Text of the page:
Renault is keeping tight-lipped about exactly what innovations are coming for its engine, but there is one known factor that could help shake things up further – a change of fuel and oil suppliers.
And in an era of engine rules where fuel is so important, with Petronas having been viewed as such an important element of Mercedes’ success, the changes may well impact competitiveness.
As Abiteboul explained: “We have looked at the different key success factors of where Mercedes is today and among the different ingredients, maybe those that people didn’t look at the start.
“Petronas is one element – both from a technical perspective but also from a commercial and financial perspective and marketing perspective.
“Petronas is completely committed to F1, fully focused on F1, which means they make sure to provide good products and also are able to make sure to sponsor the team at a level which will give the team the capacity to invest in people and technology and drivers and so on and so forth.
“So, yes – homologating a new petroleum partner – one or maybe two – is a risk, but in my opinion it is a risk that is completely worth taking if we want to be in line with our ambitions.”
But does he feel it would have been a help if Renault and Red Bull had the same partner?
“I always prefer simplicity because we have enough complexity to absorb, so it is better if it is only one,” he said. “But there are a number of engine suppliers who have been very successful in the past with two homologations.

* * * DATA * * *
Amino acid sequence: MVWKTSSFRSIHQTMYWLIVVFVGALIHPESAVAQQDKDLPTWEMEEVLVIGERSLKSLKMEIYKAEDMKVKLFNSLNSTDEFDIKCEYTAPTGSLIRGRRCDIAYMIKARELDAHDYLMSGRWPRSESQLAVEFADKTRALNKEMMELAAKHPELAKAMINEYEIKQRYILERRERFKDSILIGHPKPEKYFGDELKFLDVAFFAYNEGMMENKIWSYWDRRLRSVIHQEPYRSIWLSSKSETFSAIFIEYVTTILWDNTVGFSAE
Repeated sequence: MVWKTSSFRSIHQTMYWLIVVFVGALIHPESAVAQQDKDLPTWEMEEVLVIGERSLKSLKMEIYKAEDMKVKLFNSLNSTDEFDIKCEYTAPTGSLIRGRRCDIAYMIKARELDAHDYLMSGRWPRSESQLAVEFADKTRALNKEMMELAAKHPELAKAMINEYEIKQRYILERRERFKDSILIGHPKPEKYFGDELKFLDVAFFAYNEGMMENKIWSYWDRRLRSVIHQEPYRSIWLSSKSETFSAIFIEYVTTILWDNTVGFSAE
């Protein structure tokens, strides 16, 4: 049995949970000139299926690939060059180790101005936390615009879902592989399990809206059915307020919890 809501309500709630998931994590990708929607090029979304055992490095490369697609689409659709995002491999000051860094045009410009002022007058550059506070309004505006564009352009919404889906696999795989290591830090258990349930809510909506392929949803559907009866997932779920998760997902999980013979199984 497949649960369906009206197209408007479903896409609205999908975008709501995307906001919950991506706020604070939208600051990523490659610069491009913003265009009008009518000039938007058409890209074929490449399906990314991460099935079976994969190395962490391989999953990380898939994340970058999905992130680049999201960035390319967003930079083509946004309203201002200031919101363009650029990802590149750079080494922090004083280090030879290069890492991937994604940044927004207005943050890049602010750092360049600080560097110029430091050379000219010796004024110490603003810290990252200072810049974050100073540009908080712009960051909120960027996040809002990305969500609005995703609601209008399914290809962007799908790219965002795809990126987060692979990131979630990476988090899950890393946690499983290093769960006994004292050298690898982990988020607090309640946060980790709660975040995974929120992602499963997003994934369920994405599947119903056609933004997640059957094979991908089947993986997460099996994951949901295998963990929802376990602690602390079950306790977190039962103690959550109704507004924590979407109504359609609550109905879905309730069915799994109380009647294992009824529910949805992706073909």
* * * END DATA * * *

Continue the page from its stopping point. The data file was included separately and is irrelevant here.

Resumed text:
“I would say also having two creates diversity, creates competition, creates inspiration – just like having different customer teams, Red Bull is a great inspiration for Enstone and a benchmark.
“Benchmarking is not unnecessary in the sport – but it means something in terms of operations, in terms of ring fencing IP because we want to protect IP of everyone we are working with, and it is completely fair. It is an extra concern but not something that is not achievable.”
Red Bull is certainly taking nothing for granted just yet, even though excitement is mounting about what it will deliver in 2017.
“Let’s see with the new regulations,” said Horner at the end of last year. “They represent an opportunity [for Red Bull], but for sure Mercedes will be the favourites going into next year – and why shouldn’t they be?
“They dominated the last three years, they still have an incredibly strong power unit. We’re relying on our [Renault] colleagues in Viry to hopefully make a similar amount of progress over the winter as last winter. And then it’s a question of who’s interpreted the regulations better on the chassis side.
“But of course the exciting thing about any new set of regulations is you don’t really know. Has something been missed, like the double diffuser, for example? But the cars for sure are going to be a lot quicker, a lot more challenging – and it’ll create bigger differentials between the drivers as well.”
The ingredients are there for a shake-up, but we will only find out what has been served up when the racing gets under way in Melbourne.